This student emphasizes that private educational institutions should not only invest financially and provide economic benefits, but also have a moral and legal obligation to ensure the future of their students. Students feel that their well-being should be taken into account, as they have contributed to the success of these colleges through their attendance and financial contributions.
Geeti Sediqi is a third-year law and political science student at a private university in Kabul, though she is hesitant to reveal the name of the university as she hopes to continue her studies there without upsetting the administrators. She said, “It is clear that the Taliban’s takeover has destroyed not only our hopes and dreams, but also all of the progress and sacrifices made by the Afghan people over the past two decades. We cannot allow this to continue. Private educational institutions must make sacrifices, remain resilient, and keep the flame of progress alive.”
In an interview with Hasht-e-Subh, Ahmad Mobasher, a bachelor’s student at a private university, expressed his concern about the current state of the university. He said that the atmosphere is one of fear and lack of motivation, with both students and teachers feeling scared of each other. In the classroom, this has led to a stifling of free speech and thought, and the presence of Taliban undercover agents has made the situation even more tedious. He believes that if the university remains open, students will not be learning the skills and knowledge that are relevant to the modern world.
Many students and teachers at private colleges believe that the Taliban’s strict rules, lack of intellectual freedom, and addition of unnecessary subjects to the curriculum have sapped students’ motivation and optimism for the future.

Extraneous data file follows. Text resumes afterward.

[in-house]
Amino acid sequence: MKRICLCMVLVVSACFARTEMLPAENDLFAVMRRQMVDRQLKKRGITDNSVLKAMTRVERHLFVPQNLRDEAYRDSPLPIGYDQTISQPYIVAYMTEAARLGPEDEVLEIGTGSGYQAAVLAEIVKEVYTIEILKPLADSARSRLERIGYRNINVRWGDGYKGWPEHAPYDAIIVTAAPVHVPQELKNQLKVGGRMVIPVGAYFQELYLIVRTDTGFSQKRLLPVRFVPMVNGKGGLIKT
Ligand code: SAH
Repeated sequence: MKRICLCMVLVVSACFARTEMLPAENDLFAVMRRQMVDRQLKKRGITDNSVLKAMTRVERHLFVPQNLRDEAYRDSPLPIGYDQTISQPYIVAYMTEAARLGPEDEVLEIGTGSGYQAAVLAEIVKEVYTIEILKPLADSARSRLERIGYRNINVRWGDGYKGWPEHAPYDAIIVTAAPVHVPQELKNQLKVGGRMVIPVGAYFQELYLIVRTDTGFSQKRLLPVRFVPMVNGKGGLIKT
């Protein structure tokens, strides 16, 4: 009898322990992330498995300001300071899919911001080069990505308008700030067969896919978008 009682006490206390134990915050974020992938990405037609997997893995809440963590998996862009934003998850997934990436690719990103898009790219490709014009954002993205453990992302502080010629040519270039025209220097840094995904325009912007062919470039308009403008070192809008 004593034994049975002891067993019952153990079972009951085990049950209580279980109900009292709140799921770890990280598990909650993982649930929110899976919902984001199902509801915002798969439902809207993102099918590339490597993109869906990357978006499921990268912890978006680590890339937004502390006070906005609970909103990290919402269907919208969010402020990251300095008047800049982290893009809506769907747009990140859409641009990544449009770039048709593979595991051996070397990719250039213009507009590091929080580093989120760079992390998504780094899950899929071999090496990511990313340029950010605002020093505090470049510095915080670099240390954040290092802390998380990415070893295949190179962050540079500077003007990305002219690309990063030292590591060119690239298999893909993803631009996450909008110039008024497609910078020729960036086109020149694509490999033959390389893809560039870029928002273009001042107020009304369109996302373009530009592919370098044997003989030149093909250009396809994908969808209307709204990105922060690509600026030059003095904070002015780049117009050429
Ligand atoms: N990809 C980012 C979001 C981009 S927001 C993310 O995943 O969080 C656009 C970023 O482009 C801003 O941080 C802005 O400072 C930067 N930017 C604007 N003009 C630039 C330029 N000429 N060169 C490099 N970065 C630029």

Professors’ Response to the Closure of Private Universities
Shaker Hayat, who uses a pseudonym, teaches at multiple universities. In an interview with Hasht–e–Subh, he stated that the decline of the private education system in Afghanistan is mainly due to the lack of government policy towards universities, the decline of academic disciplines, and the widespread poverty.
Mr. Hayat believes that the lack of government support for universities has caused the creators of private universities to lose trust in the potential of their financial investments in this sector. He argues that government support is only possible when a legitimate government is in place and creates regulations that allow universities to operate autonomously and have faith in the future. He stated, “The Taliban Minister of Higher Education said that science is not acceptable to him, and people who built a bomb are many times more valuable to him than the professors.”
A university professor has stated that the main cause of the decline of universities is the lack of academic subjects, which he believes are essential for universities to cultivate talent, develop mindsets, and help students reach their objectives. He also noted that philosophy and some other legal topics are no longer taught in universities. According to him, the Taliban banned certain subjects due to the illegality of terrorist activities.